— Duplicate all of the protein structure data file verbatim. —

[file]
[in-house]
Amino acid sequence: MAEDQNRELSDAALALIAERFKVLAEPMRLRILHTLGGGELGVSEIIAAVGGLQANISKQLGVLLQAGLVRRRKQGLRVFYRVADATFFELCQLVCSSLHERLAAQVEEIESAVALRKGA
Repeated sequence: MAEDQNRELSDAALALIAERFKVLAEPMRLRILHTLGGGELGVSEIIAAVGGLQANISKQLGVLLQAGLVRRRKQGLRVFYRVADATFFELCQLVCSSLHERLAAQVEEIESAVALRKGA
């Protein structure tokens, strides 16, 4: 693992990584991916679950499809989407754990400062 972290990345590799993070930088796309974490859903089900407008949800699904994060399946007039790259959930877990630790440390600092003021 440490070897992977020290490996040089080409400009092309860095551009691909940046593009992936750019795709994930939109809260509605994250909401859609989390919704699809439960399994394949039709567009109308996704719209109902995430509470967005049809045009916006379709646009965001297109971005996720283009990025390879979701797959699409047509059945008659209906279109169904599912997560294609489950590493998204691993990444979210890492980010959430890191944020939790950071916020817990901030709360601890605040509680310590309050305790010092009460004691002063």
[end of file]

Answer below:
[in-house]
Amino acid sequence: MAEDQNRELSDAALALIAERFKVLAEPMRLRILHTLGGGELGVSEIIAAVGGLQANISKQLGVLLQAGLVRRRKQGLRVFYRVADATFFELCQLVCSSLHERLAAQVEEIESAVALRKGA
Repeated sequence: MAEDQNRELSDAALALIAERFKVLAEPMRLRILHTLGGGELGVSEIIAAVGGLQANISKQLGVLLQAGLVRRRKQGLRVFYRVADATFFELCQLVCSSLHERLAAQVEEIESAVALRKGA
């Protein structure tokens, strides 16, 4: 693992990584991916679950499809989407754990400062 972290990345590799993070930088796309974490859903089900407008949800699904994060399946007039790259959930877990630790440390600092003021 440490070897992977020290490996040089080409400009092309860095551009691909940046593009992936750019795709994930939109809260509605994250909401859609989390919704699809439960399994394949039709567009109308996704719209109902995430509470967005049809045009916006379709646009965001297109971005996720283009990025390879979701797959699409047509059945008659209906279109169904599912997560294609489950590493998204691993990444979210890492980010959430890191944020939790950071916020817990901030709360601890605040509680310590309050305790010092009460004691002063």